space“Tennis is a lifetime sport,” is a common phrase used by coaches across Wisconsin and beyond. While that is one reason I love tennis, when I brainstormed other reasons, I became overwhelmed with ideas. Here are just a few:

spaceFirst and foremost, tennis has provided me with tremendous memories. When I was young, my parents would me and my older brother and sister “tennising”. I’m not sure where they got the term, but I do remember the parks: Forest Hills, Spring Rock, Field Park; we went wherever there was an open court. Sometimes we played for fun, sometimes the event turned to argument instead of match play. Either way, the collective experiences brought us closer as a family. I also remember playing just about the entire day when I was younger. We would play at a single court at our elementary school in the morning, then we’d go to three consecutive lessons in the afternoon at the main park in my suburb. Although the three sessions were essentially the same exact lesson three times in a row, we still enjoyed it tremendously. Every Friday the high school students would drive us play in a tournament against another suburb. Although typically terrified at the erratic driving (I’m still not sure how that arrangement was allowed), I’ll always remember those afternoons. Lastly, I remember the one and only time my parents ever called me in sick when I really was not sick. We went to watch the girls team at state, and since my dad was a principal and my mom was a teacher, I knew it was a big deal that they did not make me go to school that day.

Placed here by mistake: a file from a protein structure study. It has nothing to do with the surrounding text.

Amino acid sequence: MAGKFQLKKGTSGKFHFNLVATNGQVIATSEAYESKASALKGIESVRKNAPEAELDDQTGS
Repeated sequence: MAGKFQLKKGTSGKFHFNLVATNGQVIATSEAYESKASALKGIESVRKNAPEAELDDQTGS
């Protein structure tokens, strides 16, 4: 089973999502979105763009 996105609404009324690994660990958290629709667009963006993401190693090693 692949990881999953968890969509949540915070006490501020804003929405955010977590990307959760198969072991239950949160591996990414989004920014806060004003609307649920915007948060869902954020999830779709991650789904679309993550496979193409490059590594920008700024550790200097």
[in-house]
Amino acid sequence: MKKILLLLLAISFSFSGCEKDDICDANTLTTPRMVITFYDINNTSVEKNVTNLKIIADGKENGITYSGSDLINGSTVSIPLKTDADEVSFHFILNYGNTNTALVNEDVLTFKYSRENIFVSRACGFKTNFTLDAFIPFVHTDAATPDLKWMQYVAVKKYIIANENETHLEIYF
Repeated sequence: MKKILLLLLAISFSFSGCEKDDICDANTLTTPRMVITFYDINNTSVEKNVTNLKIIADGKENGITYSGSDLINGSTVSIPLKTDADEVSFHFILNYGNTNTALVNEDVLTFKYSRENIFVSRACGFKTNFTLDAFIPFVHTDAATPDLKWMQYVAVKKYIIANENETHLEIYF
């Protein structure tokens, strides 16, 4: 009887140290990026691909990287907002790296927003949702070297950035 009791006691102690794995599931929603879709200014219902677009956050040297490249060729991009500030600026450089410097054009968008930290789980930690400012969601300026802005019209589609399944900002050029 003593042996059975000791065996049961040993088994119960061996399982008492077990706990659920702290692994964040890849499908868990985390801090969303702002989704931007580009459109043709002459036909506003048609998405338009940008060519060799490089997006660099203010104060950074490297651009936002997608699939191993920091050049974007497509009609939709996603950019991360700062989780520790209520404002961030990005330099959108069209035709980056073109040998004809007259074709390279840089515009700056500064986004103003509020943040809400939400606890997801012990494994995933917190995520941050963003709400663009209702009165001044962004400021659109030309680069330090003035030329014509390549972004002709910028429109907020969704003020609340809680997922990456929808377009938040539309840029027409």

spaceTennis has also taught me many life lessons. The first is one that I’ve been able to apply to any life situation; perseverance. A few months after I turned 16, I was allowed to drive myself to a tournament in Rolling Meadows, IL, about 30 minutes from where we lived. It was the longest distance I had ever driven by myself. About halfway there, I rear ended a car in front of me, and that woman hit the man in front of her. As luck would have it, I did not have my license and had not taken the time to learn about what to do if you hit someone. The woman was furious with me; I still remember her charging at my car in her business suit. After we exchanged information, I still needed to continue on to the tournament. I was hoping for my match to be over quickly so I could go home and fess up or come up with a better story. As luck would have it, my first round match lasted about three hours. The reason I will always remember it is that I had so much on my mind, but it didn’t matter, I still had to play. I was thinking my parents would be furious, I’d never be able to drive again and I would have to sell my racquets to pay for the damage to the car. By the end of the day, however, I had somehow won my match and fessed up to my parents. I am not sure why, but my dad said, “ok, no big deal.” I’m still not sure if those were really my parents saying those words, but I’ll always remember the story because sometimes in life we just have to tough out a personal situation.

spaceMy other major life lesson was dealing with disappointment. I will never forget the last match of my high school career. In the state qualifying match, a team from Chicago came to Sedgwick Park and beat me and my partner in three sets. I’ll never forget how final that day felt. No practice the next day, no state, nothing. It was a very difficult situation to deal with, but I kept playing tennis for fun and eventually moved past it. Without the sport, I would have still experienced disappointment, but with tennis I had a way to get through it.

spaceI am very fortunate to have been exposed to the sport of tennis. A major influence that pushed me to teaching was that I grew to love it in high school teaching younger kids during the summer. So in addition to tennis being a lifetime sport, it has provided me with many other benefits that have made me the person I am today.